Thursday, November 1, 2012

Chapter VII: The Thinking of the Body

pp. 195-98.  Jeff Koons's Large Vase of Flowers.

 "I...found some clear plastic sheets that could be drawn on by felt-tipped pen.  They were better than the usual semi-opaque paper when it came to tracing accurate lines from a blurry photograph" (p. 202).  Here I'm transferring the tracing from the archive photograph onto the board for the bottom layer of carving, using carbon paper:

pp. 204-208.  In carving inventing is part of making.  Here's an example of a carving altering significantly in the course of its making, as it opportunistically veers away from the drawn design.  This is the almost incomprehensible working drawing for a drop, composed in Adobe Illustrator.  Each layer of carving is in a different color:

Notice the fern fronds on the right hand side of the lower grouping.  They curl upwards to form a kind of whirlpool effect with the downward spiraling leaves to their left.  Below is the carving on the workbench in mid course, with the ferns in the position dictated by the drawing though not yet attached to the still-incomplete lower layer:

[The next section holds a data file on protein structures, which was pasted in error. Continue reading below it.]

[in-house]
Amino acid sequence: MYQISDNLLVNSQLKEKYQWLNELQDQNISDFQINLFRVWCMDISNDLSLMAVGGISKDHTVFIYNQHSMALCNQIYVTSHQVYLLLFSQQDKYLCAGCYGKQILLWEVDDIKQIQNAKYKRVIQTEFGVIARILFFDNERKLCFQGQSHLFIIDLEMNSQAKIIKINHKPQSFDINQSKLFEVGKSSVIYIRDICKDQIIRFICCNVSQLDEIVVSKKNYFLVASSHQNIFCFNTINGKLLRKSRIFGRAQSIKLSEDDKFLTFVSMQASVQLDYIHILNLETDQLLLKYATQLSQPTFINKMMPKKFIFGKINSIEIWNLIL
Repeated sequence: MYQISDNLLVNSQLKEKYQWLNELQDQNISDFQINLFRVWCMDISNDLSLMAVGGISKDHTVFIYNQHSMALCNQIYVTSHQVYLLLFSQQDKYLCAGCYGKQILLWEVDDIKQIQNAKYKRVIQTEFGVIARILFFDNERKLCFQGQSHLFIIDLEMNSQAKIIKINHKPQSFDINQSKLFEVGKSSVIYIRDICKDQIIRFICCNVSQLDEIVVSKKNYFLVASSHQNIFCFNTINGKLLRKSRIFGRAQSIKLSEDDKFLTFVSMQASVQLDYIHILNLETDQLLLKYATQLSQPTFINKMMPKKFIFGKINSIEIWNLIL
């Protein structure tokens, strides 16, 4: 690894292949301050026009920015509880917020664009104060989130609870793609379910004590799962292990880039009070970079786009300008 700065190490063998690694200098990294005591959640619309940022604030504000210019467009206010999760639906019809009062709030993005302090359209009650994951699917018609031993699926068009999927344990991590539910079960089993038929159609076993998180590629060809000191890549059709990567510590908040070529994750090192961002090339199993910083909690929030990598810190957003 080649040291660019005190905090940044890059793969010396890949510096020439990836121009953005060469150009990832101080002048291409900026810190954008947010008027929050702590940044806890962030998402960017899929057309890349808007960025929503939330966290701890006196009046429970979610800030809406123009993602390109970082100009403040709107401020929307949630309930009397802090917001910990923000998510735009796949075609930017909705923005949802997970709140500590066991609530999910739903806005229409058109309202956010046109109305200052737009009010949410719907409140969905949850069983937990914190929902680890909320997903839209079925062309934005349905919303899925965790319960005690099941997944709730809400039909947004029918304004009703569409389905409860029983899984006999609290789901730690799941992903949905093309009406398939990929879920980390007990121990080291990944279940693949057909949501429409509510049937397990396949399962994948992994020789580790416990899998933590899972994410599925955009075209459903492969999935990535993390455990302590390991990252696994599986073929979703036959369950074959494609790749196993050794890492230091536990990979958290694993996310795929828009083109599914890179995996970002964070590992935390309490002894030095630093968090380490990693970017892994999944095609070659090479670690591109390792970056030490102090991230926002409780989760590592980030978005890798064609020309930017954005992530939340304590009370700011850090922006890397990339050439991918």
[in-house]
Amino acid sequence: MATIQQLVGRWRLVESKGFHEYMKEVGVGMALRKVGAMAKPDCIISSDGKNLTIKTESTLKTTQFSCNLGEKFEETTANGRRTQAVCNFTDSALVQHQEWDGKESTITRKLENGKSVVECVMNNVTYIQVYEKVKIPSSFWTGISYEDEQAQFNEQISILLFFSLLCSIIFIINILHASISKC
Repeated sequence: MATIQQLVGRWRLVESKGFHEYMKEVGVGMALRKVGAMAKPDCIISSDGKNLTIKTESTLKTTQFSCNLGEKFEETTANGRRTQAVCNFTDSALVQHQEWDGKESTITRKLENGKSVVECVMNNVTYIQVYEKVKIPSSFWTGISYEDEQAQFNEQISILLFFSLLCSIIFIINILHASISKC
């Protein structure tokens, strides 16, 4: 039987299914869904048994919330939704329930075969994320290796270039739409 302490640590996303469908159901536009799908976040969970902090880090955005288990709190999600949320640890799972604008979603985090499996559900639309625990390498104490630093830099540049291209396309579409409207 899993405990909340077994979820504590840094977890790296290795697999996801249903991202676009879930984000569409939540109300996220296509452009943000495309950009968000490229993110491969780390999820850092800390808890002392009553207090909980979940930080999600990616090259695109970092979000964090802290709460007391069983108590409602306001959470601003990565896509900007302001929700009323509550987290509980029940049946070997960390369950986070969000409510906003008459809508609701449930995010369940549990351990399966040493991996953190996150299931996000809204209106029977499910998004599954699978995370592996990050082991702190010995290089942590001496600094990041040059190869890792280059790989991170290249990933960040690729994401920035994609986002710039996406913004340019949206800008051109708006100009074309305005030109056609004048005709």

But this whirlpool flow in the lower grouping began to trouble me.  It seemed inconsistent with the design of the upper grouping.  Usually the spontaneous opportunism in carving is focused on the smaller details of modelling, but sometimes, as here, it is possible to make profound alterations as you go along.  Here, since the lower level was still in a fluid state of modeling, I was able to rotate the ferns 180 degrees:

 which I think made the whole carving more consistent: